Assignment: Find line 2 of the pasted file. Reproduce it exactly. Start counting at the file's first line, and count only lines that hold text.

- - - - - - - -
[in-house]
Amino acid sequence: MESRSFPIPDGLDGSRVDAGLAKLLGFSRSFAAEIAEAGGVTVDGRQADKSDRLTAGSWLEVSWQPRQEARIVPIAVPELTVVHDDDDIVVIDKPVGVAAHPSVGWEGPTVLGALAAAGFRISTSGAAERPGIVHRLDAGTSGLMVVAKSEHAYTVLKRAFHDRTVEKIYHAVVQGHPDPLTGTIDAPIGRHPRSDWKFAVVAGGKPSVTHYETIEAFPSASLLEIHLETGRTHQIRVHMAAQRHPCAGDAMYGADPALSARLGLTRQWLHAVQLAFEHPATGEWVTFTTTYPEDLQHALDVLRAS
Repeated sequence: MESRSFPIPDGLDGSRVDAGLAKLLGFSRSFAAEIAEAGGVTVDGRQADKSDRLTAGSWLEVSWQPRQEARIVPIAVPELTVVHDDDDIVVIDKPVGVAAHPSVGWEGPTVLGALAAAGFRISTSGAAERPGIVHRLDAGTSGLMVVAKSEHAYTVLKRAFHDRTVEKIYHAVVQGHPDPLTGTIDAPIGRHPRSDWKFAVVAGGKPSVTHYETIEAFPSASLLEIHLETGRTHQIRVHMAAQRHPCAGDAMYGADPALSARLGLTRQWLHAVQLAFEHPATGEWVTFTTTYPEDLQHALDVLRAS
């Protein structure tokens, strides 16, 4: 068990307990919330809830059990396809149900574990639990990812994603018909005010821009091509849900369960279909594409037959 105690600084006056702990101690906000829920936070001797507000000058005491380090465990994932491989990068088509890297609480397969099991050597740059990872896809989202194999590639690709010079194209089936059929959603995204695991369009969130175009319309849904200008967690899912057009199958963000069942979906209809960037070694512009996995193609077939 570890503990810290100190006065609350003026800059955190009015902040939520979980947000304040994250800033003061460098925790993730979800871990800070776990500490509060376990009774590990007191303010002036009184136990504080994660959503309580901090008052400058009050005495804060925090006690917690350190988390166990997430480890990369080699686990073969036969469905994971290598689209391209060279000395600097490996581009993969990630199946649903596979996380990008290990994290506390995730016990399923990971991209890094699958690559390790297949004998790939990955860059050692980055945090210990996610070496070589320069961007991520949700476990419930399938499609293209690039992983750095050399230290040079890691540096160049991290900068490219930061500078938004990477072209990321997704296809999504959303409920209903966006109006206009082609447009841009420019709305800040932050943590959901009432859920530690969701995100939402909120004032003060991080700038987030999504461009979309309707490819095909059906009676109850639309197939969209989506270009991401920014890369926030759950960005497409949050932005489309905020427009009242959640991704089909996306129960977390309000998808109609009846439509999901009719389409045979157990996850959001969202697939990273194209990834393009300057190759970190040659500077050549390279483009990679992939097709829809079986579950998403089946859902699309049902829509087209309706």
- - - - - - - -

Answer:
Amino acid sequence: MESRSFPIPDGLDGSRVDAGLAKLLGFSRSFAAEIAEAGGVTVDGRQADKSDRLTAGSWLEVSWQPRQEARIVPIAVPELTVVHDDDDIVVIDKPVGVAAHPSVGWEGPTVLGALAAAGFRISTSGAAERPGIVHRLDAGTSGLMVVAKSEHAYTVLKRAFHDRTVEKIYHAVVQGHPDPLTGTIDAPIGRHPRSDWKFAVVAGGKPSVTHYETIEAFPSASLLEIHLETGRTHQIRVHMAAQRHPCAGDAMYGADPALSARLGLTRQWLHAVQLAFEHPATGEWVTFTTTYPEDLQHALDVLRAS